Every so often, a large group of volunteers would come up and help at the ranch. Many of these parties came from other states, such as Texas. I helped them when they came, as if I was a part of the group as well, and in a way I suppose I was. With one group, we dug large holes every so many feet, so that they large metal fence posts could be buried. This was a beautiful fence, and I loved the way that it looked when it was all finished.
I also learned many useful and interesting things while I was there. Some of which I was unable to try, such as using the wet saw to cut the tile, or lay the hard wood flooring, but I learned a lot from watching and talking to the people doing those jobs, usually I was there to hand them something when they needed it, but not always. I learned how to glue down flooring, stain wood, lay tile, and even caulk windows. It was fun and if I ever need to know these things in the future, I have always wanted to flip a house, I will be very thankful for the knowledge.
By the end of summer, the main house was finished and the ranch was ready. Over the summer I had learned that Eagles Summit Ranch was not just another ranch in the area, but a place for soldiers and their families to learn how to take their injuries and make something better out of it. A place where they could find help and healing.
I had met Dave Roever and his family over the summer months. Mr. Roever served in the Vietnam War as a young man and had suffered extensive burns after a white phosphorous grenade exploded in his hand. After returning home, his injuries and the way he was treated, inspired him to found the Roever Foundation, which Eagles Summit Ranch was a part of.
The Roever Foundation seeks to help soldiers, and their families, who have suffered injuries, physical and otherwise, by teaching them how to speak publicly about their experiences. However, this is not their only function. They also provide scholarships to students, both foreign and domestic, who are seeking degrees in a wide variety of subjects. They have also constructed hospitals and provided medical supplies and care in Vietnam.
Dave Roever has been invited to speak in many high schools across the nation. During his speech, he addresses the usual topics of drugs, alcohol, and sex as well as teaches about hope and faith. Though I did not have the privilege to see him speak in my own high school, my father told me that he saw him speak when he was a teenager in high school.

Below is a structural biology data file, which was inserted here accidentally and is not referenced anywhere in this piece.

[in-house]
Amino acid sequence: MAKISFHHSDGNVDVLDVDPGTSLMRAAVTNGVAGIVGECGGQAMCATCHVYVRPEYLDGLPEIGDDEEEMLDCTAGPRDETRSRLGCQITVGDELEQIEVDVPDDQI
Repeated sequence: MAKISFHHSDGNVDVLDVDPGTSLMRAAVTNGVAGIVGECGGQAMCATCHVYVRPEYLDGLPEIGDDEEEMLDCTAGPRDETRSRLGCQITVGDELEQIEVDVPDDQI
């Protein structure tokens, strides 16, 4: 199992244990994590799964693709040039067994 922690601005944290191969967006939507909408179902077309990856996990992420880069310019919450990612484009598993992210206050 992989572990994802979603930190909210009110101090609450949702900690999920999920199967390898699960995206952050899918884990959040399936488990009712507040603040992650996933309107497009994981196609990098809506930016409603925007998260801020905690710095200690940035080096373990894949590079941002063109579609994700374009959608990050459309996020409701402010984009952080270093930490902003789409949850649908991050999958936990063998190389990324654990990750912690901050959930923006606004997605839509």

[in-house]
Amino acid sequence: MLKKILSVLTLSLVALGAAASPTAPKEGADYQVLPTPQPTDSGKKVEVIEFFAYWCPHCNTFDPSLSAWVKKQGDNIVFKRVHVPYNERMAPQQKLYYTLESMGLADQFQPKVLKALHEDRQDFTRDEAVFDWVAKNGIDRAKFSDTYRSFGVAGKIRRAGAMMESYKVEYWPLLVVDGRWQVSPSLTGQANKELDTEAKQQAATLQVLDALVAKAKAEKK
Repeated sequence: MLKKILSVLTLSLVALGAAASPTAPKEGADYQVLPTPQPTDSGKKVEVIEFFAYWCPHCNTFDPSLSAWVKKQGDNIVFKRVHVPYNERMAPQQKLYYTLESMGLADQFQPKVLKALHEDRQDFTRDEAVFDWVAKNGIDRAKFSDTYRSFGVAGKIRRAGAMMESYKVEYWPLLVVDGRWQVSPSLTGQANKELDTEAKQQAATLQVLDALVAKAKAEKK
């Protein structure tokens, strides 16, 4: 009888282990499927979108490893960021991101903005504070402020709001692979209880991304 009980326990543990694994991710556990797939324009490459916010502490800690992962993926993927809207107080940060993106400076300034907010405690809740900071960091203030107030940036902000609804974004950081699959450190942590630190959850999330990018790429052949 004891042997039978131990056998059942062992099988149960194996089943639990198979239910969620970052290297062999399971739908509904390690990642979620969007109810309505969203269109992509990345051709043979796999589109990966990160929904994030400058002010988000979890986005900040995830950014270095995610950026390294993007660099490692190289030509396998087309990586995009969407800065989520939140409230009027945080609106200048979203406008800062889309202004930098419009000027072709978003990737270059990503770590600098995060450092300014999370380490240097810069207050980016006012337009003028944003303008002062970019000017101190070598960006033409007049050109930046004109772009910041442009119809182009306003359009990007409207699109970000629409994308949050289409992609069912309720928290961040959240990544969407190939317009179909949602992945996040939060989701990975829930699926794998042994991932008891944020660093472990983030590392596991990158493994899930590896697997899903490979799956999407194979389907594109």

At the end of the summer, the ranch had an opening event that was also a welcoming event for the first visitors. I was invited along with my grandparents. I helped set up for the event. The event was held in the large metal building at the far end of the ranch. I was honored to meet the men and women and was moved by their bravery as they each told some of their stories.
Once school resumed it became impractical for me to continue volunteering my time. I was saddened about no longer being able to come to the ranch every day, but in truth, with the main house complete, there was not much left that I could have helped with anyway, and I had plenty to do with school. I still helped out at my grandparents’ restaurant on the weekends and was able to see many of the people I had grown to know there.
I grew to love Eagles Summit Ranch and all the people that worked there and volunteered there. All of the people that joined together for the common goal of helping others. I still get updates on the ranch from time to time and follow Dave Roever and the Roever Foundation on social media.
I will carry with me all of the memories that I made there and all of the wonderful things that I learned there. Not only the practical things, like laying tile, but also what I learned about others and about myself.
If you would like to learn more about Dave Roever, The Roever Foundation, or Eagles Summit Ranch, you can visit their website at www.roeverfoundation.org or visit them on Facebook at www.facebook.com/Dave-Roever-152322355947/ or on Twitter at @daveroever. You may also like to read one of Dave’s books about his time in Vietnam, I did and it helped me to better understand Eagles Summit Ranch and how needed programs like this are.
Stephanie Tiner loves all things writing. After struggling to learn how to read as a child, Stephanie eventually found her way and fell in love with the written word. The first book she read from cover to cover without help was "Romeo and Juliet" by William Shakespeare. After falling in love with reading, she quickly fell in love with writine. Stephanie Tiner lives with her husband, children, and her dog in Missouri and hopes to someday be a published author.